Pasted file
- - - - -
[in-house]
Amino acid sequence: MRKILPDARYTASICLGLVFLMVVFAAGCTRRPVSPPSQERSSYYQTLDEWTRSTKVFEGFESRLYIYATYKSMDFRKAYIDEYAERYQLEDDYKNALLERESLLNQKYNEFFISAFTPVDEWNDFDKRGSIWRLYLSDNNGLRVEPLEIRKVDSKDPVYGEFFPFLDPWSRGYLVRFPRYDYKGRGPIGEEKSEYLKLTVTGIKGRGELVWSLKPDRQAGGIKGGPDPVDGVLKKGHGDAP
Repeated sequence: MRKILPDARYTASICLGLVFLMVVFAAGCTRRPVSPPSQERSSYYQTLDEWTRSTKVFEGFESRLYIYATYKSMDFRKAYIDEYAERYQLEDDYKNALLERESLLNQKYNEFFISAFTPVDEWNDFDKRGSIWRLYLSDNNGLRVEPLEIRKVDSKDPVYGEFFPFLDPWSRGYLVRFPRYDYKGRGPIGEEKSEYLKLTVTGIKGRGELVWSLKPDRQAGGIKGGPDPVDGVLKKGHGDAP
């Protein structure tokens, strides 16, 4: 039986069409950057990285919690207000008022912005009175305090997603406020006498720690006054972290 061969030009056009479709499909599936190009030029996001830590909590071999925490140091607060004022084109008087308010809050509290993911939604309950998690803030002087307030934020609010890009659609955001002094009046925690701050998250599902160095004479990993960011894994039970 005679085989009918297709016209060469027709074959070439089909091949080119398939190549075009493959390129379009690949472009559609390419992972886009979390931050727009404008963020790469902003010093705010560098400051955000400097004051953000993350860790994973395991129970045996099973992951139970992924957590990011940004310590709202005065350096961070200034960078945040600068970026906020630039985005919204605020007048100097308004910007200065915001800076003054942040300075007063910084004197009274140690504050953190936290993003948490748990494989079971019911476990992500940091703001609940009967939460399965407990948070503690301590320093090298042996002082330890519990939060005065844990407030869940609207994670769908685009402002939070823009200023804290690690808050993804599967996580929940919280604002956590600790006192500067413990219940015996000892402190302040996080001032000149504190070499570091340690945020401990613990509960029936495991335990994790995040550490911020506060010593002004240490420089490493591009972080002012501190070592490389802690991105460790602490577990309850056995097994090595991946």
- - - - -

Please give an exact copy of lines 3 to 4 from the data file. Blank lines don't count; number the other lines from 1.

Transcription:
Repeated sequence: MRKILPDARYTASICLGLVFLMVVFAAGCTRRPVSPPSQERSSYYQTLDEWTRSTKVFEGFESRLYIYATYKSMDFRKAYIDEYAERYQLEDDYKNALLERESLLNQKYNEFFISAFTPVDEWNDFDKRGSIWRLYLSDNNGLRVEPLEIRKVDSKDPVYGEFFPFLDPWSRGYLVRFPRYDYKGRGPIGEEKSEYLKLTVTGIKGRGELVWSLKPDRQAGGIKGGPDPVDGVLKKGHGDAP
């Protein structure tokens, strides 16, 4: 039986069409950057990285919690207000008022912005009175305090997603406020006498720690006054972290 061969030009056009479709499909599936190009030029996001830590909590071999925490140091607060004022084109008087308010809050509290993911939604309950998690803030002087307030934020609010890009659609955001002094009046925690701050998250599902160095004479990993960011894994039970 005679085989009918297709016209060469027709074959070439089909091949080119398939190549075009493959390129379009690949472009559609390419992972886009979390931050727009404008963020790469902003010093705010560098400051955000400097004051953000993350860790994973395991129970045996099973992951139970992924957590990011940004310590709202005065350096961070200034960078945040600068970026906020630039985005919204605020007048100097308004910007200065915001800076003054942040300075007063910084004197009274140690504050953190936290993003948490748990494989079971019911476990992500940091703001609940009967939460399965407990948070503690301590320093090298042996002082330890519990939060005065844990407030869940609207994670769908685009402002939070823009200023804290690690808050993804599967996580929940919280604002956590600790006192500067413990219940015996000892402190302040996080001032000149504190070499570091340690945020401990613990509960029936495991335990994790995040550490911020506060010593002004240490420089490493591009972080002012501190070592490389802690991105460790602490577990309850056995097994090595991946």